Seem to wrote songs from an educational perspective rather then from the eyes of a child, was that done on purpose?

I think that partly came from the PBS kind of thinking. I think that came fromthe process of writing a song on a theme. We just wanted a balance, we wanted songs that are.

The record industry so much different and less stable than it was when you started, was that a motivating factor in this new evolution? 

I think it’s kind of necessary. The more diverse in what we can do, the better it is for our band. Having a whole branch of Ozo kids being a completely seperate entity would be a great thing for us. The more things that we have as a band, the better. Whether that’s making music for movies, commercials, movies, while playing kids shows, all those things combined are good for us and the longevity of our band in the way the music business is right now. We’ve been a band for 18 years, and I think part of that is the reason to adapt and not rely on the industry. When we first started, we recorded on tape and pro-tools were just coming out, there wasn’t anything like a 360 deal, Tower Records was still in business, and we’ve seen a lot of changes. Our ability to diversify and do other things has helped us survive, and we’ll keep doing that.

Listen and download the track ‘Trees’ for free! (only until 9/3)

You can now preorder the album at Itunes or Amazon.

A Conversation with Dean Jones of Dog on Fleas

The music of Dean Jones and Dog on Fleas has been a constant presence at Dadnabbit HQ ever since my daughter (who’s currently a proud six and a half) was very small. As you’re no doubt aware if you’ve read the site for any length of time, I’m a big fan — not only of Dean and the Fleas’ songs, but their warm, quirky production aesthetic, a style that lets the music breathe while making room for all kinds of unexpected stuff.

Dog on Fleas’ new LP, Invisible Friends, includes everything I’ve come to expect from Dean and the band — exotic instruments, lyrics that are laugh-out-loud funny one moment and heartbreakingly tender the next, instantly hummable hooks, rock-solid arrangements with deceptive depth — while demonstrating that they’re still growing as songwriters and recording artists. Basically what I’m saying is that Invisible Friends is their best record yet, but don’t take my word for it; enjoy some of the videos embedded in our chat below.

Between your solo career and all the music you help create for other artists, I feel like you’re probably writing constantly. What’s the writing process like for Dog on Fleas? Is it more democratic, or is everyone off starting songs on their own before they bring them to the group?

I guess it’s mostly me writing stuff. I’m trying to get [bassist/guitarist/singer] John Hughes to write more. [Laughs] He’ll bring in something great and then say it isn’t quite done. We work on stuff a lot.

What about you as a writer? Are you the type of guy who punches in every morning, or do you just wait for inspiration to strike?

Here’s my philosophy: I’m kind of all or nothing. The window is either open or closed. For instance, when Invisible Friends was done, I had no time to write, because I was working on everything else — so to get that window open again, it takes a little bit of work. And then once it’s open again, I’m writing three or four songs a day. I actually carry a little recorder around with me at all times, just in case I stumble over a little idea, and then I don’t listen to it for months.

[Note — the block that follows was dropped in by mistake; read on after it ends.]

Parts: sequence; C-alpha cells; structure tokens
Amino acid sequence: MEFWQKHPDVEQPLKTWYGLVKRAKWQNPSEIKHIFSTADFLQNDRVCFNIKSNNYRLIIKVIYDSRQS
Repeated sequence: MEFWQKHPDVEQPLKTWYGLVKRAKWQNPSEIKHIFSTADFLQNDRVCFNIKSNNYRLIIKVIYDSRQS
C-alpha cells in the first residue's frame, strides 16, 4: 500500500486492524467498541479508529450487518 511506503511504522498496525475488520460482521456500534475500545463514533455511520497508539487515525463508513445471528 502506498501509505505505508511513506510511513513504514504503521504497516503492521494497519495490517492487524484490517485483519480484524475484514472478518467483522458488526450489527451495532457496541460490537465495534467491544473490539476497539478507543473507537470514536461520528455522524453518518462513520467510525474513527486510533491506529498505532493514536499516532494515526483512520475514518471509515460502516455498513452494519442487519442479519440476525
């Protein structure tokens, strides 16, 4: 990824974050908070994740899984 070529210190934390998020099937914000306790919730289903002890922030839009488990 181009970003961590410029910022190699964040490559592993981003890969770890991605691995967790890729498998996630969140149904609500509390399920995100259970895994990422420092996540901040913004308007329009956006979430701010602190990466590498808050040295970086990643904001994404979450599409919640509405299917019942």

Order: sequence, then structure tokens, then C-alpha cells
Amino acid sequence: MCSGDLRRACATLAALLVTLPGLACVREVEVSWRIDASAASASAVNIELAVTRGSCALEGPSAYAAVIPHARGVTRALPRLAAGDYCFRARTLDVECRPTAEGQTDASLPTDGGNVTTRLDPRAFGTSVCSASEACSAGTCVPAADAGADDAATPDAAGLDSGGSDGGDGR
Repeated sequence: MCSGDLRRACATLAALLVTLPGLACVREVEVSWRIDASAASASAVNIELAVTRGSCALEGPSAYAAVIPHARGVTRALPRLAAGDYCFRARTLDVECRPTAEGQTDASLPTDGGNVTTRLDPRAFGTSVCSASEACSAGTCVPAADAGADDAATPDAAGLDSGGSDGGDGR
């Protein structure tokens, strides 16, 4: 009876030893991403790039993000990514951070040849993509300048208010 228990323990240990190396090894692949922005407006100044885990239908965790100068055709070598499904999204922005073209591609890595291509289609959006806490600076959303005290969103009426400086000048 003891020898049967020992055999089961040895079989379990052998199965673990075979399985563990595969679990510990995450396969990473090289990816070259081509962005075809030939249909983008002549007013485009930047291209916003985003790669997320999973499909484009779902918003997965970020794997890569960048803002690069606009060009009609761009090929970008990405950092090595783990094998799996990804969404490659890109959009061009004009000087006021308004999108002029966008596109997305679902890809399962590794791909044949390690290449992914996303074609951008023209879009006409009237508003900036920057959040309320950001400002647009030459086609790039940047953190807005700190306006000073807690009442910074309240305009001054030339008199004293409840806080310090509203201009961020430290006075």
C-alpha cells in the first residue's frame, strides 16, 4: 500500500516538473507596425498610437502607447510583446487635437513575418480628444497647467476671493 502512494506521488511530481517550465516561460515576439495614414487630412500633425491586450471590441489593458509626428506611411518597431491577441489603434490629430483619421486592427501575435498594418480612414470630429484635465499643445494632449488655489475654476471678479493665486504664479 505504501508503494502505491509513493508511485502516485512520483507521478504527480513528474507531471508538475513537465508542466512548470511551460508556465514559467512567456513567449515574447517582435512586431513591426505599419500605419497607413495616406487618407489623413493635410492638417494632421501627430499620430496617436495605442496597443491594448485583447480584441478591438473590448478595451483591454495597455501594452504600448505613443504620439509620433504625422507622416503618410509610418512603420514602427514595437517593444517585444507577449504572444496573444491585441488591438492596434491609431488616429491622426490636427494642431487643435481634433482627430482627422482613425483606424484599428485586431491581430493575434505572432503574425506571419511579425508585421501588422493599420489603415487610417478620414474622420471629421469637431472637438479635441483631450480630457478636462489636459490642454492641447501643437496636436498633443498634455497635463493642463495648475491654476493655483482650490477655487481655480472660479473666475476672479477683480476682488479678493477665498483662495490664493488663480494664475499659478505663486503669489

I feel like this kind of thing is probably common for a lot of artists. You have to write a lot of crappy songs to write a good one, you know? I’ll write songs I don’t even think are really all that good, just to exercise my songwriting muscle.

I’m always curious about the answer to that question, because I’ve known artists who don’t write unless they’re working on an album, and I’ve known others who treat songwriting like a day-to-day job.

Yeah, I hear artists like…you know, John Hiatt. I hear him on the radio, and I’m like, man, that guy gets up at 9 o’clock, he has a cup of tea, and he has a song written by 10. Cut it out, man — I’m so sick of him. And there are a lot of people like that, who seem like they just write a song at a certain time of day, and it doesn’t seem like anything to me. Just pumping it out — Hiatt can write a song in 10 minutes. You can tell they were written during “songwriting time.” I feel like my best songs come when I’m in the car or on a bicycle, and I have to pull over to grab them.

I feel like a lot of the best creativity happens almost by accident, and usually while your brain is occupied doing something else.

Right. Yeah, for me, it’s the bike. It’ll hit me in a field or something. I’m serious — I just drove to a gig the other day, and I wrote four songs on the way to the gig. One came and I was like, “Hey, that’s amazing! I just wrote a song!” Ten minutes later, another one popped up. I don’t know how they are yet, but… [Laughs]

You’re probably at an advantage in the kindiesphere, because a lot of artists have to take day jobs that don’t have anything to do with music…


Whereas running No Parking Studio allows you to marinate in other artists’ music a lot. I feel like that has to have a profound effect on your creative process.

I love it. Even if I’m working with a song I don’t love, I’m going to be able to bring my creativity to it. If the artist gives me a little bit of leeway with it, I’ll take it. And in the kindie world, there are a lot of people seeking me out as a producer, which is really cool. I actually have to worry about whether the Dog on Fleas record is going to cut into the Okee Dokee Brothers album, you know?

How do you think your production career has impacted Dog on Fleas as a band? I’m sure it’s had an effect on scheduling, but I’m also interested in hearing how working with other musicians has helped color you as an artist.